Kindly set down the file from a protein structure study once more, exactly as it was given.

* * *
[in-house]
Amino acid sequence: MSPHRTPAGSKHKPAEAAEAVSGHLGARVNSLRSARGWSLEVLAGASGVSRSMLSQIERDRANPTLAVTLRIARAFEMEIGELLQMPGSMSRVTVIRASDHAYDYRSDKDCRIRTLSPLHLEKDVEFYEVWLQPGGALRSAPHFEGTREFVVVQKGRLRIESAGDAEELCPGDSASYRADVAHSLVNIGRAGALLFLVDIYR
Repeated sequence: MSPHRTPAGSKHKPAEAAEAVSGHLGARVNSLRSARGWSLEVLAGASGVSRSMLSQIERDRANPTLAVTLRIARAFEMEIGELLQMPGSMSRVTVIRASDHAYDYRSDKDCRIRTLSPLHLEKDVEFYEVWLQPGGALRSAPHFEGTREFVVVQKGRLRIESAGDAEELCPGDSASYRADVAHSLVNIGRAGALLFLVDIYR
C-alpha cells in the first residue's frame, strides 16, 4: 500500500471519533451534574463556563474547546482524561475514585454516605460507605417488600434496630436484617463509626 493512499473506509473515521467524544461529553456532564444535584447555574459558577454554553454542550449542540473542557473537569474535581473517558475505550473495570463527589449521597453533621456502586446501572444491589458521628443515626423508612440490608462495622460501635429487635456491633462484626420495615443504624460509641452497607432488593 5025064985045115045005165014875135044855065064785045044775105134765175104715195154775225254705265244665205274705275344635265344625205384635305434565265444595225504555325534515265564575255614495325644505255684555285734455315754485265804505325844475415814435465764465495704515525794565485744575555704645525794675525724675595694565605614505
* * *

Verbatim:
[in-house]
Amino acid sequence: MSPHRTPAGSKHKPAEAAEAVSGHLGARVNSLRSARGWSLEVLAGASGVSRSMLSQIERDRANPTLAVTLRIARAFEMEIGELLQMPGSMSRVTVIRASDHAYDYRSDKDCRIRTLSPLHLEKDVEFYEVWLQPGGALRSAPHFEGTREFVVVQKGRLRIESAGDAEELCPGDSASYRADVAHSLVNIGRAGALLFLVDIYR
Repeated sequence: MSPHRTPAGSKHKPAEAAEAVSGHLGARVNSLRSARGWSLEVLAGASGVSRSMLSQIERDRANPTLAVTLRIARAFEMEIGELLQMPGSMSRVTVIRASDHAYDYRSDKDCRIRTLSPLHLEKDVEFYEVWLQPGGALRSAPHFEGTREFVVVQKGRLRIESAGDAEELCPGDSASYRADVAHSLVNIGRAGALLFLVDIYR
C-alpha cells in the first residue's frame, strides 16, 4: 500500500471519533451534574463556563474547546482524561475514585454516605460507605417488600434496630436484617463509626 493512499473506509473515521467524544461529553456532564444535584447555574459558577454554553454542550449542540473542557473537569474535581473517558475505550473495570463527589449521597453533621456502586446501572444491589458521628443515626423508612440490608462495622460501635429487635456491633462484626420495615443504624460509641452497607432488593 5025064985045115045005165014875135044855065064785045044775105134765175104715195154775225254705265244665205274705275344635265344625205384635305434565265444595225504555325534515265564575255614495325644505255684555285734455315754485265804505325844475415814435465764465495704515525794565485744575555704645525794675525724675595694565605614505